Indeed, that mortgage-lending crackdown already appears to have commenced. In March, the APRA tightened lending regulations on banks, restricting their provisions of interest-only loans to 30 percent of total new residential mortgages (from the 40-percent level currently being observed). The Australian Securities and Investments Commission (ASIC) chairman, Greg Medcraft, also claimed that the housing market is “bubbly” and that he was “really concerned consumers don’t put themselves in above their heads”, while the central bank’s assistant governor, Michele Bullock, also suggested that regulators were “prepared to do more if needed” to contain housing-market risk. As such, more regulatory action could well be on the horizon.
Banks have taken some measures themselves to prevent an unsustainable housing-market boom. They have almost completely halted providing housing loans to those borrowers who are dependent on offshore income, as well as reducing high loan-to-value lending. Tax surcharges on purchases by overseas investors have also been introduced in some Australian states. The banks themselves also largely disagree with projections of an impending bubble. Speaking in early March, the chief executives of National Australia Bank, Westpac and Commonwealth Bank almost uniformly posited that house prices are not excessive at present, despite acknowledging the presence of potential speculative risks. For instance, Westpac’s chief executive, Brian Hartzer, said that he would “draw the distinction between a speculative bubble in prices and prices beyond what fundamentals would justify”, while National Australia Bank’s chief executive, Andrew Thorburn, believes “the answer is no” when asked whether houses in Sydney and Melbourne are overpriced. Furthermore in late 2016, the CEO of the other “Big Four” lender ANZ, Shayne Elliott, stated that he was not expecting “a calamity or a disaster”.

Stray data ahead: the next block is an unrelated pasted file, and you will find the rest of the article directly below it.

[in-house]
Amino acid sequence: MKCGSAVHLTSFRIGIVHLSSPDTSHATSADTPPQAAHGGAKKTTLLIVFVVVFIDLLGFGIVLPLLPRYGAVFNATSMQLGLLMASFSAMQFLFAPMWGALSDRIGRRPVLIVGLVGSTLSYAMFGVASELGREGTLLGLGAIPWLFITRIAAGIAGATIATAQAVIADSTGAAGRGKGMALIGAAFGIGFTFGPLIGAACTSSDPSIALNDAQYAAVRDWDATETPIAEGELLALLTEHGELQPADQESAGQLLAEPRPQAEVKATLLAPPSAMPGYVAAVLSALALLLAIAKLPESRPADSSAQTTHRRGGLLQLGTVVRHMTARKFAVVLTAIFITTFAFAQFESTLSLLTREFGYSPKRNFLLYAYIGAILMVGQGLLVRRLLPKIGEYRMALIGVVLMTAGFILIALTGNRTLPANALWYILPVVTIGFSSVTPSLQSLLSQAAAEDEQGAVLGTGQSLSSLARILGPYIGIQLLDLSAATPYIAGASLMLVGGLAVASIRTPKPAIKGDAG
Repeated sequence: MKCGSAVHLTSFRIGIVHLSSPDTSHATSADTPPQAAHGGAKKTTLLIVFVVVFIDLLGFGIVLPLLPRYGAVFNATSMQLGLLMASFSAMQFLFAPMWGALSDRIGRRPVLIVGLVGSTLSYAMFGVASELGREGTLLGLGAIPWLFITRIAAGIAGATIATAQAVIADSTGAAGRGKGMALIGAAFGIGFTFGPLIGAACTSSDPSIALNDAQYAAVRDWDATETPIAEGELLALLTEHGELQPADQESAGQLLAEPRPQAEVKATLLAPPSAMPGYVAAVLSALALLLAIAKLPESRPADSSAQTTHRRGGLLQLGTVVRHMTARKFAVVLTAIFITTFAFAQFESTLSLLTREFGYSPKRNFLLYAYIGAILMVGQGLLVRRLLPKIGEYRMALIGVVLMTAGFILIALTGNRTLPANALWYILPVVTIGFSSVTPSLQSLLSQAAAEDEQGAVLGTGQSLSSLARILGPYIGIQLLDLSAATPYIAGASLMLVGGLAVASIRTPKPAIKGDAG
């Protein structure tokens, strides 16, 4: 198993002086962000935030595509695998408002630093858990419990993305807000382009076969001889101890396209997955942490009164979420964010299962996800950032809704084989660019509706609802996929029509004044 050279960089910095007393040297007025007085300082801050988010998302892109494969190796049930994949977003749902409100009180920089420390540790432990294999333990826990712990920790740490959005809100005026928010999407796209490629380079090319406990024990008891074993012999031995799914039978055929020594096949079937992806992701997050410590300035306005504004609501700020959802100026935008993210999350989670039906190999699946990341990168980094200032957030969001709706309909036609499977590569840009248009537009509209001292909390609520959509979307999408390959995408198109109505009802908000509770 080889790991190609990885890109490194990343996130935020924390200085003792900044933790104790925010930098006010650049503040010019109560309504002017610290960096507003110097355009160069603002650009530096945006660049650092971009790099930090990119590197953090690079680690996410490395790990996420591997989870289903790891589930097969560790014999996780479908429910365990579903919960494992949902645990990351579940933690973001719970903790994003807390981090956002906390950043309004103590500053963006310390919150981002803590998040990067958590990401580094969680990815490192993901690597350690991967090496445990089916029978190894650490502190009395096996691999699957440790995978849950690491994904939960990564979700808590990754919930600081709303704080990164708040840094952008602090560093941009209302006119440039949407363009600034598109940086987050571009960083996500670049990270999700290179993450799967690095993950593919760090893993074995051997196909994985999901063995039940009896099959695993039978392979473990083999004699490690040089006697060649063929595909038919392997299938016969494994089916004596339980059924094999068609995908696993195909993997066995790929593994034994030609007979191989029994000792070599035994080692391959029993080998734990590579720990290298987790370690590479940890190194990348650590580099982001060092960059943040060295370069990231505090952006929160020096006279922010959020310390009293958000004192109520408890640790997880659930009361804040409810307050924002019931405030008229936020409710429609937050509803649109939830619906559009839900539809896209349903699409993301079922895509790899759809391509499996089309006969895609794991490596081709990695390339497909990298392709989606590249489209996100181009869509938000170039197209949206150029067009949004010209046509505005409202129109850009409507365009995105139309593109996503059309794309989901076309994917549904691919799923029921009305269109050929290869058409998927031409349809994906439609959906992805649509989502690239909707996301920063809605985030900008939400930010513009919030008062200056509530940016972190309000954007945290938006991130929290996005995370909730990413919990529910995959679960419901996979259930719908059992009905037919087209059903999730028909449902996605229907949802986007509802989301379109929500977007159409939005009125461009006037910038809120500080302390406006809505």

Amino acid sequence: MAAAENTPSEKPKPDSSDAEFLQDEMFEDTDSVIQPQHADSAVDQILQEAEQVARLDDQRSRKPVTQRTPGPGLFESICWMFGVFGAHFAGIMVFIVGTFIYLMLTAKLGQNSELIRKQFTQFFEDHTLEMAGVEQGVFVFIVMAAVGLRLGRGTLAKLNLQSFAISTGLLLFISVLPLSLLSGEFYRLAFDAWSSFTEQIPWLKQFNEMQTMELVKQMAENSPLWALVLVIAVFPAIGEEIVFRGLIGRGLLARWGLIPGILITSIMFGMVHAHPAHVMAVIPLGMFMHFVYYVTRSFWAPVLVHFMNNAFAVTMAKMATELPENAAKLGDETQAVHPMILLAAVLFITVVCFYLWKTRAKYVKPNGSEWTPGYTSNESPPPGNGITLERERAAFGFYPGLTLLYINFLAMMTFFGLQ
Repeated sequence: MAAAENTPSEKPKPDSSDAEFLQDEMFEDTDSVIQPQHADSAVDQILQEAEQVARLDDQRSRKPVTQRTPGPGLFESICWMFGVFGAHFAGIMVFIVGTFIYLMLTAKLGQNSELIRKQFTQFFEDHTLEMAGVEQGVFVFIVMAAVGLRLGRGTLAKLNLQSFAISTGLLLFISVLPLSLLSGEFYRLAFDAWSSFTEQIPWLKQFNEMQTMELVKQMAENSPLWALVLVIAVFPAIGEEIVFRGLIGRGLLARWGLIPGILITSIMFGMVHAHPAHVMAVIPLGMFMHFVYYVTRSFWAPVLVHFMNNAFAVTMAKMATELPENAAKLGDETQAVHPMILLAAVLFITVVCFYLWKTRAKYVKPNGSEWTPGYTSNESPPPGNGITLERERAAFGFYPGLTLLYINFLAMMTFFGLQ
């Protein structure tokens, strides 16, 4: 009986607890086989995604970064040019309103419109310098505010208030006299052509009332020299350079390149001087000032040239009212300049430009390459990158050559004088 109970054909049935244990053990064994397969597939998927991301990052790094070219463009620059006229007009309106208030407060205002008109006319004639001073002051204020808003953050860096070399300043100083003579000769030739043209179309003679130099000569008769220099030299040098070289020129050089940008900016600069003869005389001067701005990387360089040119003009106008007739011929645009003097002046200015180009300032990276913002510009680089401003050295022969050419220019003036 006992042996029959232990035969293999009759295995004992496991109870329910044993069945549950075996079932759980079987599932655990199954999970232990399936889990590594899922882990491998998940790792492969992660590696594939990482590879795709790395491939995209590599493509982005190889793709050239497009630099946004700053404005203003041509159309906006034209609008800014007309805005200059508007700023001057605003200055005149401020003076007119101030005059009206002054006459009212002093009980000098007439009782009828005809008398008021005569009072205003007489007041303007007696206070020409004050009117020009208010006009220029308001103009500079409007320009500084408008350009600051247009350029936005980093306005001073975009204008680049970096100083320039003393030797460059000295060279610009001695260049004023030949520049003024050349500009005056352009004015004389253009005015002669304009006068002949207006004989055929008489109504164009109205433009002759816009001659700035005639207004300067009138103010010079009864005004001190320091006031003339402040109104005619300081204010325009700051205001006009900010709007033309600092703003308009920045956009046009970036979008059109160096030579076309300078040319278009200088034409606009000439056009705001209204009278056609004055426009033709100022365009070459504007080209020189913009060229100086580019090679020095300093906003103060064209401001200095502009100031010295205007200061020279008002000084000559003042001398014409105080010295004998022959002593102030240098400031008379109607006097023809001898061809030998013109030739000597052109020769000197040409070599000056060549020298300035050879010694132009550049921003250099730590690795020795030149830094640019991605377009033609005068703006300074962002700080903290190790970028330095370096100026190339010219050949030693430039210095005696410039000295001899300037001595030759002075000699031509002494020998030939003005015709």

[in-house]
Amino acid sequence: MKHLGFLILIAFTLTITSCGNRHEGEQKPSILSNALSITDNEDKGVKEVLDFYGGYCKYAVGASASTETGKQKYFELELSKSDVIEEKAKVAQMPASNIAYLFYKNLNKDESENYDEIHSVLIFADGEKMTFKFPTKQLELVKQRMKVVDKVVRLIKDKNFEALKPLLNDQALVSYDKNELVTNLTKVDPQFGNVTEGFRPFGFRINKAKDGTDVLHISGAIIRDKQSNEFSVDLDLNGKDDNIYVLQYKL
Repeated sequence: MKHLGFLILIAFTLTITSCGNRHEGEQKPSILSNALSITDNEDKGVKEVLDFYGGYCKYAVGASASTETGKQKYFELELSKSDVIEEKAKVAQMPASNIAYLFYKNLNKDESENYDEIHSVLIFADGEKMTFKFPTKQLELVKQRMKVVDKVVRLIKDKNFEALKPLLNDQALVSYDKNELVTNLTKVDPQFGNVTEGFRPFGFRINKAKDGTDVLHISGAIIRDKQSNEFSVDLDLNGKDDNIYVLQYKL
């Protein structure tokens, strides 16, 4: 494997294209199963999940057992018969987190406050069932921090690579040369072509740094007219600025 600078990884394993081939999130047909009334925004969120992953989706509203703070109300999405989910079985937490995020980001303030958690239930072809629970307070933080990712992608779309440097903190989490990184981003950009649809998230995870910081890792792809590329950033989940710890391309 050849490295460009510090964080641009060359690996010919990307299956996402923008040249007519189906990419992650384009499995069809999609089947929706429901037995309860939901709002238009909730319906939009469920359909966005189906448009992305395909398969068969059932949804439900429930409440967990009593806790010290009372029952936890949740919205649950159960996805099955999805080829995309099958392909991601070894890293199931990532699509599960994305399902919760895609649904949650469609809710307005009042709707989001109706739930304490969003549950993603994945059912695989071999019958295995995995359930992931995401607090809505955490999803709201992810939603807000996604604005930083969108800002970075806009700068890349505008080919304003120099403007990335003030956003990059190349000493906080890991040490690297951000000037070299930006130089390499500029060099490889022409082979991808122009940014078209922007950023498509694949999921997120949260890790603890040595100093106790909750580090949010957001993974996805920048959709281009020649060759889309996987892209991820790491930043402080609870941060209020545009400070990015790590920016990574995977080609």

Perhaps the banks have some justification. According to property analytics firm CoreLogic, house prices across Australia’s five largest capital cities only grew by 0.3 percent between March 20 and April 20, which is less than one-third the average 1-percent capital growth rate per month witnessed over the previous six months. Indeed, Sydney performed the worst of the five with a flat rate over the period—comprehensively less than the 14-percent growth that has been seen on average since October 2016. It is also worth pointing out that while the housing markets in Sydney and Melbourne are undoubtedly of serious concern, prices in other parts of the country have not experienced similar gains. Indeed, prices in some regions have even declined over the last few years, particularly in mining areas in which the commodities sell-off has impacted local economies. The value of a Perth home, for instance, has lost 10 percent since December 2014. This imbalance highlights why the central bank is unable to raise interest rates to curb housing demand.
The banks themselves appear to be in good shape at present. Although they are not quite generating the levels of profitability of three years ago, they continue to perform solidly across a range of financial metrics. Nevertheless, concerns over the housing market could begin to weigh heavily on Australian banking stocks; indeed, the ASX’s (Australian Securities Exchange’s) financials sector lost around 3 percent for the week ended May 5, largely over such concerns. According to Jonathan Tepper of investment research firm Variant Perception, ““No other banking system I’ve seen is so exposed to housing lending. It is the only game in town in Australia. Most Aussie wealth is tied up in housing, and then in shares of banks that lend to homebuyers”. Such sentiment implies that a sharp housing-market correction could trigger heavy sell-offs in Australian banking shares.
It seems likely, therefore, that the housing market—Sydney and Melbourne included—will cool in the near future. Much debate continues over whether to label the current situation as a bubble. Rising debt levels, flat income growth and the problem of bank-lending practices whereby in the words of RBA Governor Lowe, “too many loans are still made where the borrower has the skinniest of income buffers after interest payments”, would suggest that a bubble is not far off at the very least. As such, both Australian banking and the economy as a whole have much of which to be wary over the coming few years.